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The debate focused on the ambivalences that emerge from public and official data and surveys. The data illustrate the transformation of German society caused by migration. The population is very diverse, with a high proportion of people with a “migration background”. Among these, some are “naturalised Germans”, with German citizenship and often ancestors that moved to Germany at least one generation ago. Others are “foreigners”, born in a different country from non-German parents.
This diversity is not uniformly distributed across the country: a significant majority of people with a “migration background” is concentrated in the western part of Germany (96%). According to the contact hypothesis theory, people experience fewer xenophobic feelings the closer they are in contact with migrants. Indeed, this theory finds evidence in the fact that discrimination seems to be more widespread in the eastern part of Germany, where a tiny proportion of immigrants actually reside.
The main ambivalence is revealed to be a clash between cognitive acceptance of diversity and emotional distance towards those that look different. Indeed, a big proportion of the German population seems to be perfectly aware of the positive effects that migration might have on the national economy and is convinced that the country will be able to cope with the huge inflow of people expected to arrive in the coming period. However, surveys also report evidence of xenophobic feelings such as the inability to consider as “German” someone showing typically “Muslim” features and traits.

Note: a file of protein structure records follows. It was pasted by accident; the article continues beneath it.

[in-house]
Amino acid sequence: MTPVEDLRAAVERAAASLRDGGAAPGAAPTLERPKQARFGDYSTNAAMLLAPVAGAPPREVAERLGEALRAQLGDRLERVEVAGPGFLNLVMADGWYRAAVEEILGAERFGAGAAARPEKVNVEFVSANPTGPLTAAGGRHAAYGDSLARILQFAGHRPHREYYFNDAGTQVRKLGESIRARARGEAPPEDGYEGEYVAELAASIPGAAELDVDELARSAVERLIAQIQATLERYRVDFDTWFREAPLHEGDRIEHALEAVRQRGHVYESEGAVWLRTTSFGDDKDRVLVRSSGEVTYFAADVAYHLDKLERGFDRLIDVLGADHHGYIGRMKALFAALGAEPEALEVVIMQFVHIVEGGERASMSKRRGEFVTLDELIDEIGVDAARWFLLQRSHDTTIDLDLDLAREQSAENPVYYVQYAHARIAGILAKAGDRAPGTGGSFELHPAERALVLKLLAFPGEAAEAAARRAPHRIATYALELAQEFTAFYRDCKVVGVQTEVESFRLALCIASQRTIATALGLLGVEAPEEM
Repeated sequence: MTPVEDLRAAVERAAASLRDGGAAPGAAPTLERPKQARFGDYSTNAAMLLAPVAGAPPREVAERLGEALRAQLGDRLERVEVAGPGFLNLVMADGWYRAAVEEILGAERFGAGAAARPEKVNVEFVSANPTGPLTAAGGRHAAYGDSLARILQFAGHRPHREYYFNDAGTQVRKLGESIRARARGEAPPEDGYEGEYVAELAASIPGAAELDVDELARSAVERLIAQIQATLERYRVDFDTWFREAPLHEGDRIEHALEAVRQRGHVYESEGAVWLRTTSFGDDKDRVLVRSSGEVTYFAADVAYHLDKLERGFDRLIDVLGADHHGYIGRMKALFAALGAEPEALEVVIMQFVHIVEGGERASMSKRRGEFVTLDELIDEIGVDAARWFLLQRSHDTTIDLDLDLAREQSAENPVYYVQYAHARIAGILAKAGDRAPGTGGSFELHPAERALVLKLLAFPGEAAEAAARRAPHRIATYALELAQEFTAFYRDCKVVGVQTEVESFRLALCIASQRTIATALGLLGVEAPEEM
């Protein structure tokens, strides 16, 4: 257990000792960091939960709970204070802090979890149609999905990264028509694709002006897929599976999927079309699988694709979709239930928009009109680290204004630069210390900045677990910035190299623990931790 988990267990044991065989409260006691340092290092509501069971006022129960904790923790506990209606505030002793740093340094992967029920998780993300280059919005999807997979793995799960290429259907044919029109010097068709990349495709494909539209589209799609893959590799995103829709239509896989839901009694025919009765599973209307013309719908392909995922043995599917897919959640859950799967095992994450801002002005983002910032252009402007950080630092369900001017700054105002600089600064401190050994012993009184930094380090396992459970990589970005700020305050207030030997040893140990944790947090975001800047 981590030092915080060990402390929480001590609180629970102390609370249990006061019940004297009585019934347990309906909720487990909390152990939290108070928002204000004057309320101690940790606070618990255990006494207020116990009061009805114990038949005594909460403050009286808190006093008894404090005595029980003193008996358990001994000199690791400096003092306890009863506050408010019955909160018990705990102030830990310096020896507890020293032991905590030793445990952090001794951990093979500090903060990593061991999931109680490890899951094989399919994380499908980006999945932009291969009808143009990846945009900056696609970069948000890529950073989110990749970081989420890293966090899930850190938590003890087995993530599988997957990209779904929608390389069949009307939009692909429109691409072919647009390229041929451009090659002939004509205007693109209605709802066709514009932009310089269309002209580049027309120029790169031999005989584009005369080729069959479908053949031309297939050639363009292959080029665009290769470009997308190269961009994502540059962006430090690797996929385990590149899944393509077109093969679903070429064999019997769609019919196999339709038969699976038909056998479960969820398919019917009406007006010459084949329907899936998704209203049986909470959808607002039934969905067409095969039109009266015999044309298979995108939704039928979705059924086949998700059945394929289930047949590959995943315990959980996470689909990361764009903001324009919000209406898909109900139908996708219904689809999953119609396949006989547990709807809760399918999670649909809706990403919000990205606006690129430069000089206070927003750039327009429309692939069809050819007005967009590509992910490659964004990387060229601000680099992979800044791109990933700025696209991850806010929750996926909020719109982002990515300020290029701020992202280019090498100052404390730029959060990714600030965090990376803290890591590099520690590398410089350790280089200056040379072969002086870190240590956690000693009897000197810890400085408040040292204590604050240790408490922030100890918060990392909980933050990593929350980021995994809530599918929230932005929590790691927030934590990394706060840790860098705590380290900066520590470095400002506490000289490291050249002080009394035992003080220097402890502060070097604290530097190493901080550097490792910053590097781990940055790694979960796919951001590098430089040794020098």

One possible explanation for these ambivalences is the different public perception of the population of migrants already in a given country versus the huge flows of people that characterise migration waves themselves. People feelings and perceptions are driven much more by these acute “invasions” than by the absolute numbers compared to the total population (migrants, in 2014, represented only 1% of the total German population). In addition, these waves are normally followed by strong media intervention that is likely to spread and intensify these discriminatory feelings.
The solution could be an urgent policy of integration involving the participation not only of migrants but also of other citizens. This would mark a generalised societal commitment to integration, and could take the form of a public statement of values. However, formalising these common agreements entails endless debates and discussions in search of a compromise between what is socially and politically acceptable and what is economically desirable.
A good starting point is to fight the skill mismatch that migrants and refugees normally experience when moving to a European country. In this, Germany is a good example as it provides very effective three-year specialisation programmes, aiming to absorb the new resources quickly into the national labour market.
Finally, looking at the problem from a different perspective, increasing barriers among countries and hampering the circulation of people is unlikely to offer positive outcomes for the management of migration flows. To dismantle Schengen would not help countries in sharing the burden among them, and it risks provoking additional problems. This is not least due to the spread and fragmented nature of current production chains, which are located in several different countries across Europe.
Event summary by Elena Vaccarino, Research Assistant
Presentation | Naika Foroutan